A tricksy autobiographical novel feels very familiarby Miranda France / September 3, 2020 / Leave a comment
Can this really be Martin Amis’s last novel? He’s been writing them for most of my life, starting with The Rachel Papers in 1973, and producing a steady flow since, along with journalism and essays, assorted broadsides and sideswipes. These often came accompanied by a portrait of Amis wearing his famous sulky moue. That refusal to smile suggested a new and dangerous intellectualism—although it later turned out he was hiding bad teeth—an impression that primed us for something revolutionary. Our parents had been fans of his father Kingsley’s comic novels, but Amis fils was going to chuck that realist tradition overboard. In books like Money: A Suicide Note, London Fields and The Information, he invented a new language, where style was substance or even, in his words, “morality.”
Back in the 1980s and 1990s, Amis’s image—he was sometimes compared to Mick Jagger—was as famous as his mould-breaking prose. The media thrilled to his love affairs and literary spats, the expensive dentistry, the secret love child. His girlfriends included literati and aristocrats, although in this novel-memoir he boasts that the early ones were mostly “blue-collar” and “international,” including “a Ceylonese, an Iranian, a Pakistani, three West Indians, and a mixed-race South African.” The New Statesman once ran a competition for most unlikely book title: the winner was “Martin Amis: My Struggle.”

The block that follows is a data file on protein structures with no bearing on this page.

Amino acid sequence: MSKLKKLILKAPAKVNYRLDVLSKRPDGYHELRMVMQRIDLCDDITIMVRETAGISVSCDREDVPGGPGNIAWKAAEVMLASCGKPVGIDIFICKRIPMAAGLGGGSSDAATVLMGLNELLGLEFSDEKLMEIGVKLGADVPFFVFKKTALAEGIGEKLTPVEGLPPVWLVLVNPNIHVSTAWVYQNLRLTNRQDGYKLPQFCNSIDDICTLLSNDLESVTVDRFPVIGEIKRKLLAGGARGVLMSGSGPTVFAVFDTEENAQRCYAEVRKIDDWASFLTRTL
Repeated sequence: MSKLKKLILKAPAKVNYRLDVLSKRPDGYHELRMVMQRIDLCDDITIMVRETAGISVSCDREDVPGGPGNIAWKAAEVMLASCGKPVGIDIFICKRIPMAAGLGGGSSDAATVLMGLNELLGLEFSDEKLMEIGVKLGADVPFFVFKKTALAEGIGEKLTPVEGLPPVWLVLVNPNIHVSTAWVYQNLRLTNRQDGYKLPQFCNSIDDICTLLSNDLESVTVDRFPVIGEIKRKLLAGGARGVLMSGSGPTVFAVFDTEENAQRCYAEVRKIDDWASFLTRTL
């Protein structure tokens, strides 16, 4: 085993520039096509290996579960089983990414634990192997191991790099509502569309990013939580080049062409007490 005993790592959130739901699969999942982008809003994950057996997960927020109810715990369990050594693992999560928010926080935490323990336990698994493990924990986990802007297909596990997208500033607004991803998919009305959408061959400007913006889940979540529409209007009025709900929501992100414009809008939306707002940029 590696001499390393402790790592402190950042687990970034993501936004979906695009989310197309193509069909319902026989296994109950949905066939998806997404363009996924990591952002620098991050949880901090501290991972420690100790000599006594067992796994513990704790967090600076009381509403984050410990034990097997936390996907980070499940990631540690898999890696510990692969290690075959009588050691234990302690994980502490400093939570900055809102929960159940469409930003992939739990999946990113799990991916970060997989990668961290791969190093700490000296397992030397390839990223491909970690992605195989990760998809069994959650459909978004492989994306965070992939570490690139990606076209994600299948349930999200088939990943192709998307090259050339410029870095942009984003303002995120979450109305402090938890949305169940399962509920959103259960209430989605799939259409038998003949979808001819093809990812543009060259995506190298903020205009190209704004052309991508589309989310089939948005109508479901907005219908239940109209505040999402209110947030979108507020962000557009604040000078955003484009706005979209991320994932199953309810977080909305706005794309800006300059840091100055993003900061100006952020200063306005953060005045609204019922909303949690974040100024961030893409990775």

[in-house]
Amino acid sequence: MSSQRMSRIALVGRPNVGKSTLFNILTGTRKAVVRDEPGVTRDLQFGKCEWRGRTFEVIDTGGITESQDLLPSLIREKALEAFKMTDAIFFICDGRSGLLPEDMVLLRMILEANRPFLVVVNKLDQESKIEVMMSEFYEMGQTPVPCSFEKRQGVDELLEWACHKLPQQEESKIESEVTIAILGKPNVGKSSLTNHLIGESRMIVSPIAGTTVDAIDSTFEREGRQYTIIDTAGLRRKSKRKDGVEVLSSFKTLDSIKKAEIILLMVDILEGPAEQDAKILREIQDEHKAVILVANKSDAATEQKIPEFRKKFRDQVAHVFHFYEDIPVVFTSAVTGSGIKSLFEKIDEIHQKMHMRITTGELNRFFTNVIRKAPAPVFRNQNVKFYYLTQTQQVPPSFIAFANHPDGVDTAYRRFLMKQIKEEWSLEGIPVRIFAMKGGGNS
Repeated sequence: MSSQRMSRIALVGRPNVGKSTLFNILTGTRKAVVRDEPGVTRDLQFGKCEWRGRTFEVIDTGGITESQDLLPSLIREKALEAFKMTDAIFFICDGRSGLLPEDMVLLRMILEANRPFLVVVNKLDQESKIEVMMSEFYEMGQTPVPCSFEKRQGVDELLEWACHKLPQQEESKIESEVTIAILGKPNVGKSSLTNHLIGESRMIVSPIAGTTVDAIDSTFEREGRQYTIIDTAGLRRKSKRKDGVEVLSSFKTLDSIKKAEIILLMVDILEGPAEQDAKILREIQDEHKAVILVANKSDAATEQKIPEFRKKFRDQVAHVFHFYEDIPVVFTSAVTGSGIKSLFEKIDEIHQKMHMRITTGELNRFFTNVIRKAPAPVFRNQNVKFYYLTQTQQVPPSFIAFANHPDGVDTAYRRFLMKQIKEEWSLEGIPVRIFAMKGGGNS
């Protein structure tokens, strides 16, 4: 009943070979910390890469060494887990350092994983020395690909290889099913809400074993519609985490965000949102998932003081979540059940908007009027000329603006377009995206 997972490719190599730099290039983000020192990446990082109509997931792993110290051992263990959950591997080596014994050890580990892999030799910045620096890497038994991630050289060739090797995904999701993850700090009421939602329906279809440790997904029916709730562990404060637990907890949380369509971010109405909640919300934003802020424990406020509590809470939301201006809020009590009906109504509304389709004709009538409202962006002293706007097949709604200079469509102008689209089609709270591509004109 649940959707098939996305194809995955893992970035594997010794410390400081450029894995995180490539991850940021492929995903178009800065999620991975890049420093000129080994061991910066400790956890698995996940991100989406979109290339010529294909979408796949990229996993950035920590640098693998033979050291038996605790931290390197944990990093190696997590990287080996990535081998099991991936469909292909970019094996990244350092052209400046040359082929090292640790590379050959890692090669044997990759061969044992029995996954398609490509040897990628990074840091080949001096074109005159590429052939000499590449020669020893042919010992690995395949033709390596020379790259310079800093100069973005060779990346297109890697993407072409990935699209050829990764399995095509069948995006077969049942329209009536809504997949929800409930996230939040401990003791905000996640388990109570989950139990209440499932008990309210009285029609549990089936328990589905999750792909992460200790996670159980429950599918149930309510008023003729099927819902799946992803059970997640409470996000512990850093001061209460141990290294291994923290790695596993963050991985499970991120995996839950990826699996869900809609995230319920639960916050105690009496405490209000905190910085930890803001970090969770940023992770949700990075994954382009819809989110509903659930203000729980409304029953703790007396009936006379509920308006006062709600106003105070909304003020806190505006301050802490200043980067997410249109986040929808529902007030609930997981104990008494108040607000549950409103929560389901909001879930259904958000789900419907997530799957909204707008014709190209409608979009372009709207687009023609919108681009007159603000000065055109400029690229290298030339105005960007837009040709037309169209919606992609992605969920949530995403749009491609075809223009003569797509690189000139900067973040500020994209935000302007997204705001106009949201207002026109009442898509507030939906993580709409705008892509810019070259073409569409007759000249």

Real struggles did come though. In the early 2000s, following mixed reviews of his novel Yellow Dog, and the non-fiction book Koba the Dread about the horrors of Stalinism, Amis disappeared with his second wife to Uruguay for a couple of years, allegedly to escape writer’s block. He preferred to call it “worldhum” (anybody who doesn’t know that Amis hates clichés hasn’t been doing their homework). There he wrote an autobiographical novel, Life: A Novel, the first iteration of this book, but after 30 months and 100,000 words he realised that it wasn’t working: Life was dead. As he sat on a Uruguayan beach in 2005 watching the waves, Amis wondered if he might be washed up.
Most of us have been there—if not to Uruguay then to that despondent shore where a failure crystallises and has to be acknowledged. Amis writes well about it partly because,…